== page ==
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Clean Water and Sanitation Reduce Childhood Malnutrition and Diarrhea

Malnutrition is a major health problem, especially in developing countries.  Water supply, sanitation, and hygiene, given their direct impact on infectious disease, especially diarrhea, are important for preventing malnutrition.  Both malnutrition and inadequate water supply and sanitation are linked to poverty. The impact of persistent diarrhea on nutrition-related poverty and the effect of malnutrition on susceptibility to infectious diarrhea are reinforcing elements of the same vicious cycle, especially amongst children in developing countries. The UNDP Human Development Report includes some illustrative numbers:  
  • Diarrhea, associated with unclean water and lack of sanitation, claims the lives of 1.8 million children under the age of 5. Globally, diarrhea kills more people than tuberculosis or malaria.
  • Water-related diseases cost 443 million school days each year, and children in poor health suffer from reduced cognitive potential. This hurts their prospects for future earnings and makes continuing poverty more likely.
  • The burden of disease linked to water and sanitation accounts for 60 million disability-adjusted life years lost annually, according to The WHO.

Malnutrition is not usually thought of as a Latin American problem.  But in much of Central America - notably El Salvador, Guatemala, Honduras, and Nicaragua – chronic child malnutrition is as prevalent as it is in Africa or South Asia. Also in Peru chronic malnutrition affects approximately 1 in 4 children under the age of 5 years.  In addition to poor physical growth, chronic malnutrition reduces children's cognitive development leading to lower productivity in adult life. This results have a negative social and economic impact on Peruvian society.  Reduced cognitive development limits the effects of education and reduces income potential and the likelihood to overcome poverty. According to research from The Johns Hopkins Bloomberg School of Public Health and other institutions, Peruvian children with inadequate water supplies and sanitation were found to be shorter and had more episodes of diarrhea.  In Peru the highest prevalence of diarrhea is found in rural Selva and Sierra; in rural and coastal areas children are less exposed to disease. Lead author of the Johns Hopkins study conducted in peri-urban area in Lima, William Checkley, MD, PhD, an associate in the Department of International Health, said that "The public health challenges of unsafe water and inadequate sanitation have plagued humanity for centuries, and will continue to do so unless governments make water and sanitation infrastructure improvements one of their first priorities. The poor in most of the developing world either pay more for their access to water or have to travel further distances to obtain water."  Several studies also reveal that better water supply alone does not guarantee full health benefits; findings underscore the importance of adequate sanitation facilities in developing countries to reduce childhood malnutrition and diarrhea.  Nearly one million of Lima’s eight million residents live in unofficial settlements or other areas which are not connected to the city’s water utility network and lack sanitation facilities.  It is estimated in these areas people pay 10 times more for access to water than richer areas in the country and three children out of them suffer from diarrhea.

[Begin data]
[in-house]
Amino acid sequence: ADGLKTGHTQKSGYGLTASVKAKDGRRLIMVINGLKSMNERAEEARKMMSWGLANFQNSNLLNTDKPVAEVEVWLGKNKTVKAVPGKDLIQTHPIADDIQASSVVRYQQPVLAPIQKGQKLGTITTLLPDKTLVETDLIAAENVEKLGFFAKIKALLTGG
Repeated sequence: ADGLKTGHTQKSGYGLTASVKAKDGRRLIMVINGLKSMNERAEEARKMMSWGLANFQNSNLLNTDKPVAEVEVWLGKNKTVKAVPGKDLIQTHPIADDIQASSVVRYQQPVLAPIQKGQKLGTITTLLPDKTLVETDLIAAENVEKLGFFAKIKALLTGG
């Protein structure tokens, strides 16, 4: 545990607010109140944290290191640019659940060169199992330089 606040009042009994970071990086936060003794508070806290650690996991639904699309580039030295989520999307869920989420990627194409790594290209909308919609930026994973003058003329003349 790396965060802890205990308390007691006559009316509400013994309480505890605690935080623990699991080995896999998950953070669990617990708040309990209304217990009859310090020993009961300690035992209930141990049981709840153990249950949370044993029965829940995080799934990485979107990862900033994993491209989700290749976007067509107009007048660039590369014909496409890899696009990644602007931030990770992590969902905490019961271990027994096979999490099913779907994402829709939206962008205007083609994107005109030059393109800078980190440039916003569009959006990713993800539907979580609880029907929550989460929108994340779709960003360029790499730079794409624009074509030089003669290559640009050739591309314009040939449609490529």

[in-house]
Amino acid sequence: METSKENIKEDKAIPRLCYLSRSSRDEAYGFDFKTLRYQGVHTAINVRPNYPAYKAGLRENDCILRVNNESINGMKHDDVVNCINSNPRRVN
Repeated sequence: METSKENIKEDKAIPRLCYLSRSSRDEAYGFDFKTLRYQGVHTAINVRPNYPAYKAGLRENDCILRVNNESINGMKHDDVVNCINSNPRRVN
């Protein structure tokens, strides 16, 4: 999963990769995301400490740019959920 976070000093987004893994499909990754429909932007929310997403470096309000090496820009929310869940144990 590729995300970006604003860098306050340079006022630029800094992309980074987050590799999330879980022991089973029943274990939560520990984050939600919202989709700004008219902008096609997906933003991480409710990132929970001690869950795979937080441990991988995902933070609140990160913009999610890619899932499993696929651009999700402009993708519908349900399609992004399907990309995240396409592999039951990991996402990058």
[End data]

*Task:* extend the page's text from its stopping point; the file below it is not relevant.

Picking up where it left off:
In order to raise the profile of malnutrition as a development issue in Peru, The World Bank organized a workshop on fighting chronic malnutrition on March10-11, in Lima.  Water and Sanitation Program participated in the fair. The leading newspaper, El Comercio, informed after the event that "during the International Meeting against Child Malnutrition, organized by the World Bank and the UN System agencies", the Presidents from the 25 regions in Peru "signed a commitment to jointly work to contribute to the success of the government's objective of reducing child malnutrition by 5 percentage points". The Bank has developed a comprehensive development project on preventing and fighting malnourishment.  WSP is supporting these efforts by providing technical assistance to the Government to improvie hygiene habits and water and sanitation services in the country.  WSP is among other project implementing The Public-Private Partnership for Handwashing in Peru to promote handwashing with soap to reduce diarrhea.  

Contact Name: 
Katri Kontio
Contact Email: 
wspandean@worldbank.org